BRASILIA (Reuters) - Labor union leaders on Monday accused Brazil's government of negotiating a tie-up between local planemaker Embraer SA EMBR3.SA and Boeing Co BA.N behind the backs of Brazilians, underscoring political tensions weighing on the delicate talks.
“We are being left in the dark. No one is explaining to us why this is good for Brazil,” said Herbert Claros da Silva, vice president of the metalworkers union of Sao Jose dos Campos, told a Senate hearing. “We ask President Temer not to sell Embraer.”
Government officials and Embraer executives were invited but did not appear at the hearing called by Workers Party Senator Paulo Paim to discuss the talks between Boeing and Embraer for a potential partnership over which the government has veto power.
No other senators attended the hearing of the Senate’s human rights committee, although the Boeing-Embraer tie-up has drawn criticism from politicians that could complicate a deal as October general elections approach.
Embraer and Boeing declined to comment on the hearing. A spokesman for the Defense Ministry, which has led a government working group vetting the deal, said the hearing was about jobs and not a defense matter.
The Brazilian government, which privatized Embraer in recent decades but still holds a decisive golden share, has resisted the outright sale of Embraer to Boeing due to concerns over the loss of sovereign control over its defense programs.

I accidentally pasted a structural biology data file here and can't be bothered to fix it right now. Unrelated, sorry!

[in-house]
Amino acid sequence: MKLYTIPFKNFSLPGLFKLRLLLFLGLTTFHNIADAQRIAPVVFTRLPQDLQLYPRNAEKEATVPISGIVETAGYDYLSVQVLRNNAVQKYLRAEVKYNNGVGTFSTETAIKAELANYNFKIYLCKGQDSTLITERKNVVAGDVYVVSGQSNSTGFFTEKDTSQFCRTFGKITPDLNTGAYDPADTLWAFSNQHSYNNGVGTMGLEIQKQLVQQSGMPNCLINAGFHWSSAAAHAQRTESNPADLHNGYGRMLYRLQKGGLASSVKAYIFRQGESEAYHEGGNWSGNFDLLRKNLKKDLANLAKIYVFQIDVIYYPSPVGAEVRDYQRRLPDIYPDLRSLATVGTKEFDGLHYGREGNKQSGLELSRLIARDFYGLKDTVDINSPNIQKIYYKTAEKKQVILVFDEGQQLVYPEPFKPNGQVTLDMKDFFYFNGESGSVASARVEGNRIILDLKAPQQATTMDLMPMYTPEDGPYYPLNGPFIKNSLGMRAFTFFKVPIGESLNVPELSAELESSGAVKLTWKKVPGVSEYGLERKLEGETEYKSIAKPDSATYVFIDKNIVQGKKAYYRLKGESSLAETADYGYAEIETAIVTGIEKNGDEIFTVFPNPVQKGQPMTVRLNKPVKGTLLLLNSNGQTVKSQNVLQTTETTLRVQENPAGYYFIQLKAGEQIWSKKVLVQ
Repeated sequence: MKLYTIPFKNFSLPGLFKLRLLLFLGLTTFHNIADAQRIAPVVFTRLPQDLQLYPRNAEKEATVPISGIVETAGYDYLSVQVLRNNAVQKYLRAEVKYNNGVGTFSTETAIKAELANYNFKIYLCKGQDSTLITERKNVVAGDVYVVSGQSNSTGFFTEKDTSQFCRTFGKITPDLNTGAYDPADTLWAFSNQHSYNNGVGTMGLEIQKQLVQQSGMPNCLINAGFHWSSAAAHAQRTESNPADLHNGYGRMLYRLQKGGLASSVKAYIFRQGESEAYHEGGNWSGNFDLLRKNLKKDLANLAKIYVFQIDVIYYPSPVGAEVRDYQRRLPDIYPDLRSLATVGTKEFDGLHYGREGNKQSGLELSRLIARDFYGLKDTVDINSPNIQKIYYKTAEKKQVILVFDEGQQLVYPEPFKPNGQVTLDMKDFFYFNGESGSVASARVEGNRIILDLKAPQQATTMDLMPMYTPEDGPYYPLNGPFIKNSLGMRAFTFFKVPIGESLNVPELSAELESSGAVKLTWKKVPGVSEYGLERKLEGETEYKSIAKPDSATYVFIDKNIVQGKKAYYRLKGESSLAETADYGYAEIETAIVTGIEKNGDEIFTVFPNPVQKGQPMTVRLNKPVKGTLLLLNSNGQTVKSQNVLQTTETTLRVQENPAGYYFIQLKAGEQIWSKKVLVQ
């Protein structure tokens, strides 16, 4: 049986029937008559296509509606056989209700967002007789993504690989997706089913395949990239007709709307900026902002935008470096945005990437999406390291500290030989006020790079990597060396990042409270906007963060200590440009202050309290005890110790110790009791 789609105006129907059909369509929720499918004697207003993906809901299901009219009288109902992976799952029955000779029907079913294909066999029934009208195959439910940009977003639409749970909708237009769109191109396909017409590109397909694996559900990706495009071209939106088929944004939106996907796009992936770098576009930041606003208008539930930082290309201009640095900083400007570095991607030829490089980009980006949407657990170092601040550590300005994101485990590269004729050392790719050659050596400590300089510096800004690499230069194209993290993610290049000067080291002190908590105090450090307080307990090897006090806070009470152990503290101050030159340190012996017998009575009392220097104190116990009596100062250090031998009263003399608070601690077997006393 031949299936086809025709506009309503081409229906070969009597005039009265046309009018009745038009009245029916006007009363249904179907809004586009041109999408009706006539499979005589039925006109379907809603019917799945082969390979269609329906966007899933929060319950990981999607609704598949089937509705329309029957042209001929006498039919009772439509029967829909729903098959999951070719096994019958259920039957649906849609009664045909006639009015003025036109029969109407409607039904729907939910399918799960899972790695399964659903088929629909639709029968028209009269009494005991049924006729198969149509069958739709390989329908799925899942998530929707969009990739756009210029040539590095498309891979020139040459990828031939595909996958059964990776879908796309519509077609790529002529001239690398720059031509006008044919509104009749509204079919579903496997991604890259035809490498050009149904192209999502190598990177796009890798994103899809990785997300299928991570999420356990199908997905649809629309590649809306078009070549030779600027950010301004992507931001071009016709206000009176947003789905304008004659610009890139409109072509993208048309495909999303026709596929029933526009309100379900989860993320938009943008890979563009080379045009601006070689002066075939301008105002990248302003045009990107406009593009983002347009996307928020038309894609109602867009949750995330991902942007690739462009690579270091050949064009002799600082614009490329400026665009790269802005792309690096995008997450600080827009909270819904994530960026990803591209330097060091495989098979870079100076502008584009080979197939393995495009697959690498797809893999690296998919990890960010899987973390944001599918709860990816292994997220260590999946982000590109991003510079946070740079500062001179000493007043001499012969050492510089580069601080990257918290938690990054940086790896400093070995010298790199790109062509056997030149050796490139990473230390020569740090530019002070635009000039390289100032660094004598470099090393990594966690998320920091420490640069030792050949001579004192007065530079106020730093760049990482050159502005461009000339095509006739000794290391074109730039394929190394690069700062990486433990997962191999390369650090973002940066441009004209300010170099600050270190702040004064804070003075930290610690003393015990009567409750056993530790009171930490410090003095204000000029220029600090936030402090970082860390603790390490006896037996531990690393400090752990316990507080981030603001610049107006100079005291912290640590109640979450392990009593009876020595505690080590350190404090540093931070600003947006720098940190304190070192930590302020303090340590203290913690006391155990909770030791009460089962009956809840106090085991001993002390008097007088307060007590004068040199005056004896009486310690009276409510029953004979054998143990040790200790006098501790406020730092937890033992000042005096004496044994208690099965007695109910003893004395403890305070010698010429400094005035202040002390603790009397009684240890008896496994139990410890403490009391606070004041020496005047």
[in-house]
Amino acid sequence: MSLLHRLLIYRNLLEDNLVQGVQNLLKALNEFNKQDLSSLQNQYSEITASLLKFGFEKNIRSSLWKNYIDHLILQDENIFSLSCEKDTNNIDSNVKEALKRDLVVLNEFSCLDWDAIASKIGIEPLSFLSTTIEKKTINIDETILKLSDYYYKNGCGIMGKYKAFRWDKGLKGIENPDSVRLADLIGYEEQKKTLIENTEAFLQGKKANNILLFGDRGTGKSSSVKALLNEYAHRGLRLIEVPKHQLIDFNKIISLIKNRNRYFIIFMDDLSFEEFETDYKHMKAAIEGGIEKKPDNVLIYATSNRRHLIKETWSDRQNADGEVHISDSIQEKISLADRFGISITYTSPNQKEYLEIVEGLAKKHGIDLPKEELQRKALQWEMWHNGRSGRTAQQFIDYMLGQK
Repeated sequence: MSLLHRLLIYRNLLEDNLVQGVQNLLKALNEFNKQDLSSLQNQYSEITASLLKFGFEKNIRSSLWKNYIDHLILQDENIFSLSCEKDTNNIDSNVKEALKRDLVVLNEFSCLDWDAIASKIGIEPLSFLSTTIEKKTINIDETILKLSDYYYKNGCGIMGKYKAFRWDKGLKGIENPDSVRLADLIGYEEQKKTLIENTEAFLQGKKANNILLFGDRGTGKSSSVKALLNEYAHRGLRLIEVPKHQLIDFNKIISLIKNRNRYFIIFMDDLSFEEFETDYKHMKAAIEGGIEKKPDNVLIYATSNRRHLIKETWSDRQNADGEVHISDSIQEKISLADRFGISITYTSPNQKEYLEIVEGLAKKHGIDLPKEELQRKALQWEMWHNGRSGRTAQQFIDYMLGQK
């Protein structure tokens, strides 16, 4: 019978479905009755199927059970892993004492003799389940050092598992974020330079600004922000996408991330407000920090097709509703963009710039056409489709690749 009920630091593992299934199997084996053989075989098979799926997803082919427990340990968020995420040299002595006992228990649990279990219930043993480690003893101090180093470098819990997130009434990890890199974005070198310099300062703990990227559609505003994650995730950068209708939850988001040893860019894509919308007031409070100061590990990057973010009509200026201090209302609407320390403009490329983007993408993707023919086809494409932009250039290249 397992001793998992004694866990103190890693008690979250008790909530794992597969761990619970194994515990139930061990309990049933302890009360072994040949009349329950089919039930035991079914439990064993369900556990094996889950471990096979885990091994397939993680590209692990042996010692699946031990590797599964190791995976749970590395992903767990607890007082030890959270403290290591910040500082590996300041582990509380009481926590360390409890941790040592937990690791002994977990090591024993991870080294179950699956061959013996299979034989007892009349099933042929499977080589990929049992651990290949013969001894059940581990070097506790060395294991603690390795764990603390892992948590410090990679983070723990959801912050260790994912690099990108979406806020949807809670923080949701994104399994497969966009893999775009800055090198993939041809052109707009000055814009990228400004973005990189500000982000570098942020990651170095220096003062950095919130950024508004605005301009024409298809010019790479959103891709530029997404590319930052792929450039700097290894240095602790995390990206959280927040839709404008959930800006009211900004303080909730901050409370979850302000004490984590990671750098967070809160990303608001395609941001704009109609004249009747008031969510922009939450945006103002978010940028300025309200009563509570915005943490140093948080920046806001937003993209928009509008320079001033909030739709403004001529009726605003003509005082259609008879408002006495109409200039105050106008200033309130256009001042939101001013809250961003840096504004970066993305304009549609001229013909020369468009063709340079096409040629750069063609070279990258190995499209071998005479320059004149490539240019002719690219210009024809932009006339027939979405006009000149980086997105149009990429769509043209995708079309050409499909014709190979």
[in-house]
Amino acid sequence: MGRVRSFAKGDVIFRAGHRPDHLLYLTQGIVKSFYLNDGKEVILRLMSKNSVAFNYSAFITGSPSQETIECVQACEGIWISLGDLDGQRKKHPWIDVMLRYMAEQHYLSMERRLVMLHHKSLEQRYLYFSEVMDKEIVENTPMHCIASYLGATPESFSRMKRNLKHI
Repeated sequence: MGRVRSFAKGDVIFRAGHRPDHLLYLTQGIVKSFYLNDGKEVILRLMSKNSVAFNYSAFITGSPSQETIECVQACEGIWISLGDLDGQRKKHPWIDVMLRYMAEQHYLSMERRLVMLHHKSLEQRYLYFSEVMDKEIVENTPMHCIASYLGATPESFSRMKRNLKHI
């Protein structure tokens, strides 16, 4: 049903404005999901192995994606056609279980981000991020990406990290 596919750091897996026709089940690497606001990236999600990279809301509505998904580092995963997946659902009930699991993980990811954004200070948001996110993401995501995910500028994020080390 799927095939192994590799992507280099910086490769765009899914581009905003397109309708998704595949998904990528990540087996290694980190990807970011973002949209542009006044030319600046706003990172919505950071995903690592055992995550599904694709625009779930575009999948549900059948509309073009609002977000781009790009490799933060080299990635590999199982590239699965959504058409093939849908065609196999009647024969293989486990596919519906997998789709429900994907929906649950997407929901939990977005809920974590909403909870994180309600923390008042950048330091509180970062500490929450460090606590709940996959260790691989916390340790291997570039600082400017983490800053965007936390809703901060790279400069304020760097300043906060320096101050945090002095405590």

The two companies are reportedly seeking government approval for a compromise agreement that would involve Boeing investing in a third, newly created company including Embraer’s commercial aircraft division but excluding its defense unit.
Boeing's proposed tie-up with Embraer, the world's third-largest planemaker, would give it a leading share of the 70- to 130-seat market and create stiffer competition for the CSeries program designed by Canada's Bombardier Inc BBDb.TO and backed by European rival Airbus SE AIR.PA last year.
Union leader Silva acknowledged at Monday’s hearing that a tie-up would initially be a boon for Embraer as Boeing would help market its shorter-range jets around the world.
But he said many of the 14,000 workers at Embraer’s plants in Sao Jose dos Campos, half of which are unionized, were worried about their jobs a decade down the road if they end up working for a U.S.-based company.
Reporting by Anthony Boadle; Editing by Lisa Shumaker
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